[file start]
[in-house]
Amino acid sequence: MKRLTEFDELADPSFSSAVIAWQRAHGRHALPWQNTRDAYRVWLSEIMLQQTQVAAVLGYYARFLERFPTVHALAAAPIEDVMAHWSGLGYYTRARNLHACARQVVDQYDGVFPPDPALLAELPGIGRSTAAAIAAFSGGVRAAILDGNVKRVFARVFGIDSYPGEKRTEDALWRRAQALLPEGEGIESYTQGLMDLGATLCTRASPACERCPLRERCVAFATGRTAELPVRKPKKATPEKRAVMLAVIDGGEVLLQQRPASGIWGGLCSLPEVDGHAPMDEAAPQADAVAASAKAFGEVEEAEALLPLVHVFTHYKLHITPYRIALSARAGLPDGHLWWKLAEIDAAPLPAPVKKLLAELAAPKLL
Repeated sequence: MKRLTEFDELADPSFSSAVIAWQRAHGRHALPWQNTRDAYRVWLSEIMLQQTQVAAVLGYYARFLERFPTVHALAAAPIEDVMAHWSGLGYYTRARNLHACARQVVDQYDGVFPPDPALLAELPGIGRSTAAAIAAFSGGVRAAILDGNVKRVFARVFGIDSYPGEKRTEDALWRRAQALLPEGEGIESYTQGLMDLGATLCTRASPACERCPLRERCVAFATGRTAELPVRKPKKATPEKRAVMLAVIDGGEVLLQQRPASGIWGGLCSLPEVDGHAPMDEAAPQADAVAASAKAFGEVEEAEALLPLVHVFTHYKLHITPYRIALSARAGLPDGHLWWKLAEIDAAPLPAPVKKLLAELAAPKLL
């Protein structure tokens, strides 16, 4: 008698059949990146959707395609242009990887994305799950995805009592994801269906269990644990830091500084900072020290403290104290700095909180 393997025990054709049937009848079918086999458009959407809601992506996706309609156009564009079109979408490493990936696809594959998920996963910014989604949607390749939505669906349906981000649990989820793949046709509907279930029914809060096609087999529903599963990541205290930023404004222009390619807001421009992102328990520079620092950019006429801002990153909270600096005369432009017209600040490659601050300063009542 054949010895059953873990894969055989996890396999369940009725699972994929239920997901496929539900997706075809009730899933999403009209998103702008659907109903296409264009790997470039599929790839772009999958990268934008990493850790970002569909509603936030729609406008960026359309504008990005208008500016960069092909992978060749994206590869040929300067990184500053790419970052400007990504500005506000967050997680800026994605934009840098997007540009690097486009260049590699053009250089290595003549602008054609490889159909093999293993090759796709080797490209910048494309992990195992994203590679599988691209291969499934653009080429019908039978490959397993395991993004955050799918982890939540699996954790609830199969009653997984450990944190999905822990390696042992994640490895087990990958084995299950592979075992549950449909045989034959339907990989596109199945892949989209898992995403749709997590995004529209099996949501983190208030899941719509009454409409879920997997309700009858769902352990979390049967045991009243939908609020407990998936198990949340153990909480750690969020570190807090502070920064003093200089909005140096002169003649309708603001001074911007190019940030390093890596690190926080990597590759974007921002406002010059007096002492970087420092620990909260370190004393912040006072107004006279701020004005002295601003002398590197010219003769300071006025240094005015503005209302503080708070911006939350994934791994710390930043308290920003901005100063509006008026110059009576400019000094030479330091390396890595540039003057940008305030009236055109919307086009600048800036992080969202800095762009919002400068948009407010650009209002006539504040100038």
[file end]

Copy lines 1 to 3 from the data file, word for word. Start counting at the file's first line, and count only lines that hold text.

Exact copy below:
[in-house]
Amino acid sequence: MKRLTEFDELADPSFSSAVIAWQRAHGRHALPWQNTRDAYRVWLSEIMLQQTQVAAVLGYYARFLERFPTVHALAAAPIEDVMAHWSGLGYYTRARNLHACARQVVDQYDGVFPPDPALLAELPGIGRSTAAAIAAFSGGVRAAILDGNVKRVFARVFGIDSYPGEKRTEDALWRRAQALLPEGEGIESYTQGLMDLGATLCTRASPACERCPLRERCVAFATGRTAELPVRKPKKATPEKRAVMLAVIDGGEVLLQQRPASGIWGGLCSLPEVDGHAPMDEAAPQADAVAASAKAFGEVEEAEALLPLVHVFTHYKLHITPYRIALSARAGLPDGHLWWKLAEIDAAPLPAPVKKLLAELAAPKLL
Repeated sequence: MKRLTEFDELADPSFSSAVIAWQRAHGRHALPWQNTRDAYRVWLSEIMLQQTQVAAVLGYYARFLERFPTVHALAAAPIEDVMAHWSGLGYYTRARNLHACARQVVDQYDGVFPPDPALLAELPGIGRSTAAAIAAFSGGVRAAILDGNVKRVFARVFGIDSYPGEKRTEDALWRRAQALLPEGEGIESYTQGLMDLGATLCTRASPACERCPLRERCVAFATGRTAELPVRKPKKATPEKRAVMLAVIDGGEVLLQQRPASGIWGGLCSLPEVDGHAPMDEAAPQADAVAASAKAFGEVEEAEALLPLVHVFTHYKLHITPYRIALSARAGLPDGHLWWKLAEIDAAPLPAPVKKLLAELAAPKLL